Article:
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September 18, 2014 
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Minecraft cancels Oculus deal following Facebook acquisition

Posted on Wednesday, March 26 2014 @ 12:46:14 CET by


Yesterday a storm erupted on the web as Facebook bought Oculu Rift in a deal worth roughly $2 billion. Most people aren't too excited about this as they fear Facebook will take the VR headset technology in the wrong direction and now we hear that Markus "Notch" Persson, the creator of Minecraft, has halted all talks with Oculus Rift. The founder of indie games developer Mojang planned to bring a version of Minecraft to Oculus but he says he cancelled the deal because Facebook creeps him out and he doesn't want to work with social but with games:
Facebook is not a company of grass-roots tech enthusiasts. Facebook is not a game tech company. Facebook has a history of caring about building user numbers, and nothing but building user numbers. People have made games for Facebook platforms before, and while it worked great for a while, they were stuck in a very unfortunate position when Facebook eventually changed the platform to better fit the social experience they were trying to build.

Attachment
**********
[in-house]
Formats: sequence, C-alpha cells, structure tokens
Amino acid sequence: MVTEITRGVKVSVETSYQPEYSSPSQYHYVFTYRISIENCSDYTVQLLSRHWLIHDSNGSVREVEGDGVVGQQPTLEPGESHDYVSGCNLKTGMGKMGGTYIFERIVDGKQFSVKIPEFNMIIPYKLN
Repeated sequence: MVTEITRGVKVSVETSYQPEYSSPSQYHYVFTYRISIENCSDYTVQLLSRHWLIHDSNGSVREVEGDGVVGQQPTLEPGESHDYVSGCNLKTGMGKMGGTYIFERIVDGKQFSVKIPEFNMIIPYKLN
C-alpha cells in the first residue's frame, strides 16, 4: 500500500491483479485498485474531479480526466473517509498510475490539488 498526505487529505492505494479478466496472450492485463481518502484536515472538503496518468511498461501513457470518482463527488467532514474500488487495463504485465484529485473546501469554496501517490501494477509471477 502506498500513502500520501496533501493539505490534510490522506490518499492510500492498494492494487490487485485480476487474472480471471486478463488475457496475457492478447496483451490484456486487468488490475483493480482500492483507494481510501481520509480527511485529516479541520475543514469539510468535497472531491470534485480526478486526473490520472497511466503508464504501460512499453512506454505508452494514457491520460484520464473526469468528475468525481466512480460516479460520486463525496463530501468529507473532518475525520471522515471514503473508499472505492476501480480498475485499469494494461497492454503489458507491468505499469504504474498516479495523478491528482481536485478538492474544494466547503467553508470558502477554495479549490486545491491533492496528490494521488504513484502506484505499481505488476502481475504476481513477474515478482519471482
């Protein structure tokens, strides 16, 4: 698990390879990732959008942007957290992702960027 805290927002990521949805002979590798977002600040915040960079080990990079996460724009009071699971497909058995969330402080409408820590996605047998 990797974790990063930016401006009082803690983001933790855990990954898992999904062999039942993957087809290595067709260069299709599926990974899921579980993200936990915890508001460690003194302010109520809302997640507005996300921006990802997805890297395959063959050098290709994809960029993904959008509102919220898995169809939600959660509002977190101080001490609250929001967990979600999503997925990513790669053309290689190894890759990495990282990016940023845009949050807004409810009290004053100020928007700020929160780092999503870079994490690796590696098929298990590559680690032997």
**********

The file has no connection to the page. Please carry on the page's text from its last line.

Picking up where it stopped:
Don’t get me wrong, VR is not bad for social. In fact, I think social could become one of the biggest applications of VR. Being able to sit in a virtual living room and see your friend’s avatar? Business meetings? Virtual cinemas where you feel like you’re actually watching the movie with your friend who is seven time zones away?

But I don’t want to work with social, I want to work with games.

Fortunately, the rise of Oculus coincided with competitors emerging. None of them are perfect, but competition is a very good thing. If this means there will be more competition, and VR keeps getting better, I am going to be a very happy boy. I definitely want to be a part of VR, but I will not work with Facebook. Their motives are too unclear and shifting, and they haven’t historically been a stable platform. There’s nothing about their history that makes me trust them, and that makes them seem creepy to me.



 



 

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